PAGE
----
Welcome back to my mini-series, Controversy in Fiction. Each post can be read separately and in no particular order, as each one explores a different topic. This week, for October I’ll discuss monsters. You’re welcome for the creepy picture. Do you feel tiny feet crawling up your arm?
I’m not much into horror books or thrillers, but I have picked up an occasional supernatural thriller. (Relax, Mom, you recommended them to me.) And let’s face it, it’s hard to read fantasy novels without running into a monster or two every now and then. As there are so many different types, I’ve decided to sort them by categories.
What’s so controversial about monsters, you might ask? Depending on the genre, readers might start to wonder how necessary they really are.
Disclaimer: This post may contain controversial opinions that are not necessarily the same as those of readers. I’m not here to talk about clowns, witches, or wizards. This post is strictly about non-human creatures.
You don’t have to go far to find a monster in the natural world, and I’m not just talking about the spider living under your bed. (Please don’t freak out! I don’t know where the spiders live in your house.) And when I say natural, most of the monsters in this section are fictional.
One particular monster that makes for some interesting stories are kelpies, a Scottish mythical creature also referred to as the water horse. Doesn’t sound familiar? The Loch Ness monster is one such beast based off kelpies. Aside from The Water Horse, I haven’t found a decent story about the Loch Ness monster. I now accepting book recommendations.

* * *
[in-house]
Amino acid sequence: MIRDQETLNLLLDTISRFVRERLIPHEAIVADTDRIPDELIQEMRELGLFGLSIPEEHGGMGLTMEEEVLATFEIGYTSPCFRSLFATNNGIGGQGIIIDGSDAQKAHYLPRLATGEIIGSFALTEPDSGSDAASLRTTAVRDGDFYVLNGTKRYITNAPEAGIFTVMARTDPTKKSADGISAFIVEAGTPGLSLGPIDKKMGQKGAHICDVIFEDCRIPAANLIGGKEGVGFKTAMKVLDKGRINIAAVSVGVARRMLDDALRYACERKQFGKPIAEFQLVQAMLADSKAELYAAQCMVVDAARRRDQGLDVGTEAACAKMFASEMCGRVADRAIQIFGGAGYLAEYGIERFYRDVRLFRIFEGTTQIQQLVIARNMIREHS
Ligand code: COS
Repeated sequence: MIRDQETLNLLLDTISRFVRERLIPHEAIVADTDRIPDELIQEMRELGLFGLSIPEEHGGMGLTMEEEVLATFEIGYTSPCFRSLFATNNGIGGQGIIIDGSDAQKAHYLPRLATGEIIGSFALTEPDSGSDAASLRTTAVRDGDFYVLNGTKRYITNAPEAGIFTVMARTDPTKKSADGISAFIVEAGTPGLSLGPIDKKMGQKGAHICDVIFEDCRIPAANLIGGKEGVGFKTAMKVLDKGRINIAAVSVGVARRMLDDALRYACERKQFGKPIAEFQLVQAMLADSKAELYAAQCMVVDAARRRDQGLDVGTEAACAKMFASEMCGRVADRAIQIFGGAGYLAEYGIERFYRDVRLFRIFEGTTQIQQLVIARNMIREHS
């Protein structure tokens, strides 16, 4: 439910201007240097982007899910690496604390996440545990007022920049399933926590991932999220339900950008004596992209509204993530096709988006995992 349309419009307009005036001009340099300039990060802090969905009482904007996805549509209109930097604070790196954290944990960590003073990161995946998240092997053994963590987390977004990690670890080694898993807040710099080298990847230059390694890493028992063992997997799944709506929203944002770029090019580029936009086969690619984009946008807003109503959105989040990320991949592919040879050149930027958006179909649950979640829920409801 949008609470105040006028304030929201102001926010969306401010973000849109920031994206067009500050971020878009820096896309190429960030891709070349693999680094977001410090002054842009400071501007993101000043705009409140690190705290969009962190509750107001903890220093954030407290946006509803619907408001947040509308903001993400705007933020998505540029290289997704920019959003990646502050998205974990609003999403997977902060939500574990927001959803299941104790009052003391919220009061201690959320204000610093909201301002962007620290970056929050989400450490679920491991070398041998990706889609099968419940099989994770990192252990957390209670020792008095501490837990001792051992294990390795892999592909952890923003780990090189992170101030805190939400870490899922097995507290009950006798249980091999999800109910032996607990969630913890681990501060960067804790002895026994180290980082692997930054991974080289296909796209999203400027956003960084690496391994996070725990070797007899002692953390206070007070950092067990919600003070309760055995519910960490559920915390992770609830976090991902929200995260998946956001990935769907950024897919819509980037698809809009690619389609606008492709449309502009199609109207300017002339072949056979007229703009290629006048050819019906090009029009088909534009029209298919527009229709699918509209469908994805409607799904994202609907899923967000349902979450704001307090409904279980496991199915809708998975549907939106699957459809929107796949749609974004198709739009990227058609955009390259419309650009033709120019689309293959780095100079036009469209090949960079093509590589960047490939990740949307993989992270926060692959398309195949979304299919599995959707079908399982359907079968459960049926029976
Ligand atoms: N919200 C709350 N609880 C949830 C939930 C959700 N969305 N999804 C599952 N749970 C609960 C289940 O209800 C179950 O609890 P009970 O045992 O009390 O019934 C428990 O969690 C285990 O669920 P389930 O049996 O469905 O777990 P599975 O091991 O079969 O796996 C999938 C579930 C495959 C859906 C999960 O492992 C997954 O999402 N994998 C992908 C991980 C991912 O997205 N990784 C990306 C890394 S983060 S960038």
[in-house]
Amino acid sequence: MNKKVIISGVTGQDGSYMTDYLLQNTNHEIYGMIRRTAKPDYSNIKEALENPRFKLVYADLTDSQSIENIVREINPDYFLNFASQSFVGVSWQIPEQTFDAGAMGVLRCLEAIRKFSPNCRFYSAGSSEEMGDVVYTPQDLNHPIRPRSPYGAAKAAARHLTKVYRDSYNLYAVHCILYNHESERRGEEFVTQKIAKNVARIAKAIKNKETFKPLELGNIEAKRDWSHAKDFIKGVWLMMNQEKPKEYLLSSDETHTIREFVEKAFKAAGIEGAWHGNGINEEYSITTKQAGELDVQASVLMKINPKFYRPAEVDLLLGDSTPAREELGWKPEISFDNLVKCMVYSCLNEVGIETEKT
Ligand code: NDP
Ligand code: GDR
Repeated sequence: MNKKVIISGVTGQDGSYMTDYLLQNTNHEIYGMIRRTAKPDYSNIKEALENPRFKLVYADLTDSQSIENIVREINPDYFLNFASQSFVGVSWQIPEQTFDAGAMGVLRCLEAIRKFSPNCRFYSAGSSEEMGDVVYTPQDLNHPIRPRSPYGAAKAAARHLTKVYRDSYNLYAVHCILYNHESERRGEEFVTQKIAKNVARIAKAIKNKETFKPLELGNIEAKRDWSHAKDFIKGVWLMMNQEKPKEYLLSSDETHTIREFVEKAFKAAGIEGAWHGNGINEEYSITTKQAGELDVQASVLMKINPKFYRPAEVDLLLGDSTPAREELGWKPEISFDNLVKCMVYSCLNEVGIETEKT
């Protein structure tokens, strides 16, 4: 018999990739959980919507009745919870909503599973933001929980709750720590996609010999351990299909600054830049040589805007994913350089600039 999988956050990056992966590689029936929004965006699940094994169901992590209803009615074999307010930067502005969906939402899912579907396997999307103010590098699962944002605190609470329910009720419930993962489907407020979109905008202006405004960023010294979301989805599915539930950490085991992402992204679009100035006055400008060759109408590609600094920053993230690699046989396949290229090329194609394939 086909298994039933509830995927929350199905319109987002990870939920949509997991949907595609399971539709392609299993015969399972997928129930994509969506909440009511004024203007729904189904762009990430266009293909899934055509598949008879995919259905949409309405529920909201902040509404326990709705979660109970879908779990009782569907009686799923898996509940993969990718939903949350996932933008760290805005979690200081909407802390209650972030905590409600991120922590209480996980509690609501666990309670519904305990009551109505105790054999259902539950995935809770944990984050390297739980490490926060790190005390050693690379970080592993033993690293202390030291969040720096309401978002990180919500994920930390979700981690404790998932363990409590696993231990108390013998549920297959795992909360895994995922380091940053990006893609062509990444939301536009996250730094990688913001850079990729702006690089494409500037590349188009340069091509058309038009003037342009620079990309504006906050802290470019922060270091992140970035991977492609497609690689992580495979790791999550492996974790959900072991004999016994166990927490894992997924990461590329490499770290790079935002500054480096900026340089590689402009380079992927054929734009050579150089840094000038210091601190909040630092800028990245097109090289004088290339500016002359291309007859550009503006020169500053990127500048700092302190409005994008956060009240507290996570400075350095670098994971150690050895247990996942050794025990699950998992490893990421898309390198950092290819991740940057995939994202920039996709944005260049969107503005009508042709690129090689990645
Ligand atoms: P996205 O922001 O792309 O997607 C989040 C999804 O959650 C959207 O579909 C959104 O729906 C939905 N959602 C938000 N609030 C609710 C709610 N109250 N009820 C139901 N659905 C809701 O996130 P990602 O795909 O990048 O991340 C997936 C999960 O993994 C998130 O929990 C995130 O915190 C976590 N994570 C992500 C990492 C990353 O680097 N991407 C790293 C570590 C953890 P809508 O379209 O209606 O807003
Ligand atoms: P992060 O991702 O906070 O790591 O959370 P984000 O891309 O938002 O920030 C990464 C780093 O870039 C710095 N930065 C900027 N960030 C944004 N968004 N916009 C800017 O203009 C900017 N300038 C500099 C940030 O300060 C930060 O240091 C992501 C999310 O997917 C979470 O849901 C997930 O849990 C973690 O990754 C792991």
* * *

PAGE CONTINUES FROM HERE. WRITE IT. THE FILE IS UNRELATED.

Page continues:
Another collection of monsters based off kelpies include the capaill uisce from The Scorpio Races. (And they’re making a movie! Squee!!! I can finally figure out how to pronounce that name.) Now the capaill uisce aren’t playful like the water horse. If anything, they will eat you. And your sheep. And your parents. How exactly does that make The Scorpio Races such an appealing story? Well, um… it doesn’t. But the terrifying nature of the water horses is such a great metaphor for the ocean. Usually it’s described as peaceful, but oftentimes people forget how dangerous it can be. (Writers, check out Writing about the Ocean.)
Another good example of a natural type is the monster from A Monster Calls. Literally, that’s what it’s called—the monster. (Maybe it’s not as original of a name as the capaill uisce, but at least I can spell monster!) While most parents wouldn’t want their kids reading a book about monsters, this one is part narrative, part graphic novel. And it’s not just about a creepy tree, it’s about grief and truth and stories.
Arguably, the monster from this book could fall under supernatural monsters, but I have listed him under natural monsters 1) because he is the embodiment of a yew tree and 2) because he does not have many the spiritual connotations aside from grief.